Göttingen, 1987 and 2020, acrylic and pencil on paper, A1, artist Bernd Langer
The present-day emblem of the ‘Antifascist Action‘ is the most frequently used symbol of the left scene and international icon of the fight against antifascism. It was designed in the 1980s by the autonomous Antifa artist Bernd Langer, who founded the cultural-political initiative Kunst und Kampf (KuK) (‘Art and Struggle’) in 1988.
Like the antifascist movement in Germany itself, the emblem can be traced back to the 1920s. It was designed in 1932 by the two Bauhaus graphic artists Max Gebhardt und Max Keilson as a commission from the KPD. The design (a red “life-saving belt” with two red flags for the SPD – German Social Party and the KPD – German Communist Party) was intended to illustrate the solidarity of both parties in the fight against fascism, the NSDAP and Hitler. However, the Social Fascism theory of the Stalinist Comintern undermined the joint struggle by simultaneously seeking to fight against the capitalist social democracy until 1935.
From the 1970s onwards, the fight against Nazism in the former FRG (‘BDR‘ – Federal Republic of Germany – ), saw the founding of many autonomous and anarchist Antifa groups, who strictly separated themselves as undogmatic from the KPD and SED (state party of the former GDR). In view of these developments, the 1932 emblem was outdated; they were missing a more contemporary symbol that would encompass all antifascist struggles. Bernd Langer represented the “New Antifascism” of the 1980s by placing autonomous and anarchist concepts (black flag) side by side with communist ideas (red flag).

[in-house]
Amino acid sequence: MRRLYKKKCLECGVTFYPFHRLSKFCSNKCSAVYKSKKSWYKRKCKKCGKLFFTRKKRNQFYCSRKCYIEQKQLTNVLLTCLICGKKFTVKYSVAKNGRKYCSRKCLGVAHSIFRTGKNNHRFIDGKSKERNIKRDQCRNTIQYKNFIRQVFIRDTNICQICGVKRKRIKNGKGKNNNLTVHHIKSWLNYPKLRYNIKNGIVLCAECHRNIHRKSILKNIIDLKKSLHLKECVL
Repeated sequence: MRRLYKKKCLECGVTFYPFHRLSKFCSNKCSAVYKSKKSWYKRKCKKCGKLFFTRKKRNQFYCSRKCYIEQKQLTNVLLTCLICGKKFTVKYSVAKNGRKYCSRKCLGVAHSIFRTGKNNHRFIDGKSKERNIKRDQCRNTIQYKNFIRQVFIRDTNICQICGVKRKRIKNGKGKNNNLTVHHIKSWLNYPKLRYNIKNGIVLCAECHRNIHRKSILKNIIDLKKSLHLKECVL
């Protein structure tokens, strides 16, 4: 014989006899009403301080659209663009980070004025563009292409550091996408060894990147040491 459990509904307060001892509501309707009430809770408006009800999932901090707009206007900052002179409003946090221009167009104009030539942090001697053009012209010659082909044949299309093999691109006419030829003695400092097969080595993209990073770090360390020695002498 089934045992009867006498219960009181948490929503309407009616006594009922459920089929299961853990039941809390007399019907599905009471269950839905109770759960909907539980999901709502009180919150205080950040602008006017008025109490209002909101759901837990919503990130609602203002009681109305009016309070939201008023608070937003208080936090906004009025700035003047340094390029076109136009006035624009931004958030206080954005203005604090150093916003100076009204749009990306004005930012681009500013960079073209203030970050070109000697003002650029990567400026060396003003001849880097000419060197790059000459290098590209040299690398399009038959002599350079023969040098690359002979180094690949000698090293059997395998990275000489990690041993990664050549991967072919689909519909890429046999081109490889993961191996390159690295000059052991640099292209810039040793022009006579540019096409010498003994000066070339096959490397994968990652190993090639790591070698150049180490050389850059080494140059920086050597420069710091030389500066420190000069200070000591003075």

Today, the emblem stands as an international icon of antifascist, anti-capitalist and also militant struggles in all their diversity. The iconic symbol has since been interpreted in countless variations.